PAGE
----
Most importantly, we would like to host a half day bobcat summit/conference in Illinois and bring together legislators, experts, and concerned citizens regarding the status of the bobcat hunting legislation in Illinois.


How can you help and be a part our #GivingTuesday campaign to continue to provide education and advocacy?


• Consider making a donation - donations can be made via our website of via a Facebook Giving Tuesday Campaign


Thank you!


We’re a 100% volunteer based organization and appreciate your support!!

The Illinois Bobcat Foundation is proud to support the continued bobcat research at WIU with a recent donation to fund the purchase of ten additional VHF radio collars. These collars will be used as part of their bobcat survival monitoring, which is ongoing until 2019. Preliminary findings estimated annual survival is 51 percent.

Quarterly reports of this research can be reviewed via Dr. Jacques Wildlife Ecology Lab website:


The holiday season is upon us! In the coming weeks, it will be hard to focus on the real meaning of the season with so many events, messages – and yes, appeals – bombarding us.

“Giving Tuesday’ is a movement that started in recent years as a response to the commercialization and consumerism of the post-Thanksgiving shopping bonanza beginning with Black Friday and Cyber Monday. Everybody loves a bargain, but with so much attention focused on buying, it’s hard to remember the spirit of giving that’s at the heart of the holiday season.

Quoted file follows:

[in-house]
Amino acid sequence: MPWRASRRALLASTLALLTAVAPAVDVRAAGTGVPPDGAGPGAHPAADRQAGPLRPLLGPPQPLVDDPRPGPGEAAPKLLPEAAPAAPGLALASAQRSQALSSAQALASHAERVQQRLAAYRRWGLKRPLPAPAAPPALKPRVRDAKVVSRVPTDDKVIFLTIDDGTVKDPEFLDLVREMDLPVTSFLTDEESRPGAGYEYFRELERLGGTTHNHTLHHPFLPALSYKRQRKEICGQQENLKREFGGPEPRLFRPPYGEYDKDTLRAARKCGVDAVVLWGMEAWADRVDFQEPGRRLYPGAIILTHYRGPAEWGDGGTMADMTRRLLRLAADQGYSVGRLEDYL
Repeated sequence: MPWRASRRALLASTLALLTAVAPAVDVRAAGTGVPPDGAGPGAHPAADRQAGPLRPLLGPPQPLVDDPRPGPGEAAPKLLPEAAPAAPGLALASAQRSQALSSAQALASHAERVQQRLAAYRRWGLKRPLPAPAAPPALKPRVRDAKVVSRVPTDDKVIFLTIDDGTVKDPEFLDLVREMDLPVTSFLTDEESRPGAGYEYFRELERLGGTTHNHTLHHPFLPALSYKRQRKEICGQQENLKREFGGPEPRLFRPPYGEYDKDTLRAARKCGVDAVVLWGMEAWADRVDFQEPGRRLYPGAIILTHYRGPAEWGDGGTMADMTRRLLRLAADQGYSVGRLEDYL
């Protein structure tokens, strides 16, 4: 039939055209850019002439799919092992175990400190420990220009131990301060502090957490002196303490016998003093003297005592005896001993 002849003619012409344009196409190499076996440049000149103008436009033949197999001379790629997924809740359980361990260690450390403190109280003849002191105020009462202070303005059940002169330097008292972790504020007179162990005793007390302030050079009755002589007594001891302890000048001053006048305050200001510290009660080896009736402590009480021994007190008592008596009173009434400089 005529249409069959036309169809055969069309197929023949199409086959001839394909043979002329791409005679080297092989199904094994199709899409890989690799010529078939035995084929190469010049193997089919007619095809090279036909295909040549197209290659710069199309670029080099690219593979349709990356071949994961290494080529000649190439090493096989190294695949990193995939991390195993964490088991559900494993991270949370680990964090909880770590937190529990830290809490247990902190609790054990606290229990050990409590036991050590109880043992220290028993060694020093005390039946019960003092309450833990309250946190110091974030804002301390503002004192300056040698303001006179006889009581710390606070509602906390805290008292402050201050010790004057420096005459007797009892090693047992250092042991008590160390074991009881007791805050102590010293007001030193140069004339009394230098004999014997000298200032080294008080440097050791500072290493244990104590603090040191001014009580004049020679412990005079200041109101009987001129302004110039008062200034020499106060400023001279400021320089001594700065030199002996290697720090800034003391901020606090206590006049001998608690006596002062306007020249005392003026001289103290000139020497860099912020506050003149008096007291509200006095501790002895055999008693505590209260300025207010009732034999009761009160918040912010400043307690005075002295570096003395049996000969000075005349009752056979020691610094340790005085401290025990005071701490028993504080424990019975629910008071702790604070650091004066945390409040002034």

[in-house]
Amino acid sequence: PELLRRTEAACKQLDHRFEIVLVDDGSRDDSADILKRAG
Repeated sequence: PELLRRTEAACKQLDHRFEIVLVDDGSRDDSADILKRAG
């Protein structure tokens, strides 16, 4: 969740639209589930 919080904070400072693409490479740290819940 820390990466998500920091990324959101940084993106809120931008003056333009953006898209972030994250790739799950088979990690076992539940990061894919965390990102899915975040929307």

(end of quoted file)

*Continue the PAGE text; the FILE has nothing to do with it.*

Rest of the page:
November 28, we’re joining that national day of generosity. #GivingTuesday. It’s a day when you can make an impact on the Illinois Bobcat Foundation and the bobcats in Illinois.

With your help, we’ll raise funds to continue to advocate, educate, and help fund additional research for bobcats in Illinois.

What have we accomplished in 2017?

  • Raised money to fund seven radio tracking collars for bobcat research
  • Hosted an educational seminar at the Wildlife Discovery Center, which highlighted the most recent bobcat research in Illinois by Dr. Chris Jacques
  • Launched our website
  • Hosted an informational table at the Wild Things 2017 conference
  • Presented on bobcats in Illinois at a Sinnissippi Audubon event